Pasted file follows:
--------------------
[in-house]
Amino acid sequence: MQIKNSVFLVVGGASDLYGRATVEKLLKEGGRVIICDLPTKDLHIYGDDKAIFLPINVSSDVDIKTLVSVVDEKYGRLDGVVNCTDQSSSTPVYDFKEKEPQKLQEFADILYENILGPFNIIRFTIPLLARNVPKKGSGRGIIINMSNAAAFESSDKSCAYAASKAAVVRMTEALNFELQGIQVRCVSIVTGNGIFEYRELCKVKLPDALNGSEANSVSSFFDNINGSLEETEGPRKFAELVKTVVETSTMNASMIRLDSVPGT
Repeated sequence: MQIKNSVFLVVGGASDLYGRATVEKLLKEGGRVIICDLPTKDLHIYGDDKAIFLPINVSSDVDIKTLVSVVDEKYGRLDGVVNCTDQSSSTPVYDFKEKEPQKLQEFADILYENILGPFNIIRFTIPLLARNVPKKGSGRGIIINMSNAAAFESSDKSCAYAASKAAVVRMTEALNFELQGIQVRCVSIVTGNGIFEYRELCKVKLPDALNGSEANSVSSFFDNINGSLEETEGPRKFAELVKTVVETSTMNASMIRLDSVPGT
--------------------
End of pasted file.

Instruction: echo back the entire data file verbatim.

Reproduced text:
[in-house]
Amino acid sequence: MQIKNSVFLVVGGASDLYGRATVEKLLKEGGRVIICDLPTKDLHIYGDDKAIFLPINVSSDVDIKTLVSVVDEKYGRLDGVVNCTDQSSSTPVYDFKEKEPQKLQEFADILYENILGPFNIIRFTIPLLARNVPKKGSGRGIIINMSNAAAFESSDKSCAYAASKAAVVRMTEALNFELQGIQVRCVSIVTGNGIFEYRELCKVKLPDALNGSEANSVSSFFDNINGSLEETEGPRKFAELVKTVVETSTMNASMIRLDSVPGT
Repeated sequence: MQIKNSVFLVVGGASDLYGRATVEKLLKEGGRVIICDLPTKDLHIYGDDKAIFLPINVSSDVDIKTLVSVVDEKYGRLDGVVNCTDQSSSTPVYDFKEKEPQKLQEFADILYENILGPFNIIRFTIPLLARNVPKKGSGRGIIINMSNAAAFESSDKSCAYAASKAAVVRMTEALNFELQGIQVRCVSIVTGNGIFEYRELCKVKLPDALNGSEANSVSSFFDNINGSLEETEGPRKFAELVKTVVETSTMNASMIRLDSVPGT